The difference between proportional and non-proportional insurance is that proportional reinsurance focuses on the nature of the overall risk, but non-proportional reinsurance focuses specifically on the potential loss to the reinsurer

9. What are the two types of reinsurance contracts?

There are two methods of placing the forms of reinsurance: facultative and treaty.

Facultative means that the reinsurance arrangement is not obligatory. Each individual risk must be presented individually and is considered on a case by case basis. The reinsurer has the right to accept or reject each risk.

A Treaty is an agreement where the reinsurer agrees to accept the reinsurances on all the risks that fall within the terms of the treaty. The reinsurer will not review individual risks and is compelled to accept the risks that are covered by the treaty.

10. What does a reinsurer consider when underwriting?

• Legal status of the reinsured
Most reinsurer companies are bound by internal and government rules and regulations to only deal with fully licensed insurance companies.

• Type of risk to be insured

The reinsurer will do a systematic analysis of the risk that has been insured by the reinsured. It will want to realize the type of coverage provided by the insurer – what is reimbursed and under what conditions. It will examine the probability of a loss, the expected frequency of claims, and the magnitude of potential losses. This study allows the reinsurer to understand how risky the insurance portfolio is and therefore how to structure the reinsurance contract.

• Premium pricing of the reinsured
The premiums charged by the reinsured to its insurance client will factor into the reinsurer’s analysis and will influence the premium that the reinsurer charges the reinsured.

• The exact wording of the reinsurance contract
The contract needs to detail very particularly the terms of the agreement. In particular, the extent of the coverage that is what risks are covered, what risks are not, what are the exceptions to the agreement needs to be clearly outlined.

• Financial status of the reinsured

The reinsurer will understand that the primary insurer is in good financial health and will be able to realize its payment obligations by, among other things, looking at the ceding insurer’s financial statements and the auditor’s reports.

11. What should company consider when choosing a reinsurer?

Company may decide to obtain reinsurance, the following factors should be considered :

• Price (premiums paid to the company by the reinsurer in order to assume the risk)
The company must make sure that the contract covers the risks that it is looking to reinsure. The contract needs very specially detail the terms of the agreement. In particular, the extent of the coverage needs to be clearly outlined. The contract wants to explicitly define each party’s responsibility for costs, the legal recourse in case of disputes and the contract renewal procedures.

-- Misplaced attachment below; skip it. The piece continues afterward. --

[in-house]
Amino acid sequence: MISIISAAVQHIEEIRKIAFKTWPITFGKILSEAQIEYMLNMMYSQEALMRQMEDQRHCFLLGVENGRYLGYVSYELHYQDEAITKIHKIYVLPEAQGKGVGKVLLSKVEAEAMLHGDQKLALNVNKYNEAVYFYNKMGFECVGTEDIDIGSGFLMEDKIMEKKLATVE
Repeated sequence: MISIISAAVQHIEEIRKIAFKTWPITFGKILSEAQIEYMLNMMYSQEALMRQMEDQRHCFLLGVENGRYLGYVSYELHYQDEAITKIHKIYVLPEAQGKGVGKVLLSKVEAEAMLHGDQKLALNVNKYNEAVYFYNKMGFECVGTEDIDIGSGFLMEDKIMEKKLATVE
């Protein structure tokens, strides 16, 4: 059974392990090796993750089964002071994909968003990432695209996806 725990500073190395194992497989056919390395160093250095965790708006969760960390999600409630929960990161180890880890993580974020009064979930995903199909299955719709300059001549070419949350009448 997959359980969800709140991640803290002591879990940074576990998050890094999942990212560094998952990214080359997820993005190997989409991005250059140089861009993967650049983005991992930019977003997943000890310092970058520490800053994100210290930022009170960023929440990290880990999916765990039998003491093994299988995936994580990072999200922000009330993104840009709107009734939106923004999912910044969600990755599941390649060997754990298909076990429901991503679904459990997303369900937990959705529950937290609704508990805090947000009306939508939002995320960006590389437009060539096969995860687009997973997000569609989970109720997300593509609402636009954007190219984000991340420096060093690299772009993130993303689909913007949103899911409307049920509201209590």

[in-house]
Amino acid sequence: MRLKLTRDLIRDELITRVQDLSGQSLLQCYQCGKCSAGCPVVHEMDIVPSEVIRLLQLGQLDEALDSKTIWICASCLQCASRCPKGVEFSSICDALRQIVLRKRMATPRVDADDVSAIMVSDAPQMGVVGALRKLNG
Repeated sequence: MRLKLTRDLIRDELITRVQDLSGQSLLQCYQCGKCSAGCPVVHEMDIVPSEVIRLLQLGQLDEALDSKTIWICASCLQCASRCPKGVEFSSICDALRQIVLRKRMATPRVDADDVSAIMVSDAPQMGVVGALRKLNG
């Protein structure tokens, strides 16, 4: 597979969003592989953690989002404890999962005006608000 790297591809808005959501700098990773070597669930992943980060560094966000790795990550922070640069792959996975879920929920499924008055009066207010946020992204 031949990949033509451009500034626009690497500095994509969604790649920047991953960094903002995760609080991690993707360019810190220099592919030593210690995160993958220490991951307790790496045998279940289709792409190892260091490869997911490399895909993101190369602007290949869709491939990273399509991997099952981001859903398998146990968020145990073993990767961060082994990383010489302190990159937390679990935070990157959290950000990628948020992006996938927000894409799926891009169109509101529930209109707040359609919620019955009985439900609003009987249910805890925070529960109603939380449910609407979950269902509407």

• Willingness and ability of the reinsurer to pay
The company has to be comfortable that the reinsurer will be willing and able to fulfill its obligations under the reinsurance contract. The company wants to review the reinsurer’s financial status, understand its past history in paying claims, its insurance rating if available, and what kind of risk it has underwritten

12. What happens if I leave Reinsurance?

The bank remains entitled to receive dividends until all of its business has expired.

13. Why should I join Reinsurance?

There is no downside to joining Reinsurance, but various possible benefits. With Reinsurance your commissions will remain the same, and you can receive extra income in the form of dividends based on your bank’s underwriting experience.

14. What are the types of Insurance and Reinsurance intermediary?

A reinsurance intermediation means a person who, for remuneration, undertakes or purports to accept reinsurance mediation;

Reinsurance mediation means work undertaken in connection with entering into contracts of reinsurance, work undertaken preparatory to entering into such contracts, introducing persons to reinsurance undertakings or other reinsurance intermediaries with a view to entering into such contracts, or supporting in the administration and performance of such contracts but does not include the following :

The Work undertaken by a reinsurance, undertaking or an employee of a reinsurance undertaking in the employee’s ability as such, or providing information on an incidental basis in conjunction with some other professional activity, so long as the purpose of the activity is not to assist a person to enter into or carry out a reinsurance contract, or Managing claims of a reinsurance undertaking on a professional basis, or failure adjusting or undertaking expert appraisal of claims for reinsurance undertakings.

15. Do I need any qualifications to become a reinsurance intermediary?

The qualifications or experience requisite depends on the service you intend to provide to your consumers. Full particulars can be found in the Minimum Competency Requirements.

16. How will I know if my application has been received?

The Financial Regulator within 2 days of receipt sends a written acknowledgement of receipt of all applications

17. What do I need to do if I no longer wish to hold reinsurance intermediary registration?

If intermediary wish to terminate registration as a reinsurance intermediary, he/she need to provide the Financial Regulator with a written request for cancellation of their registration and return the original document of your registration.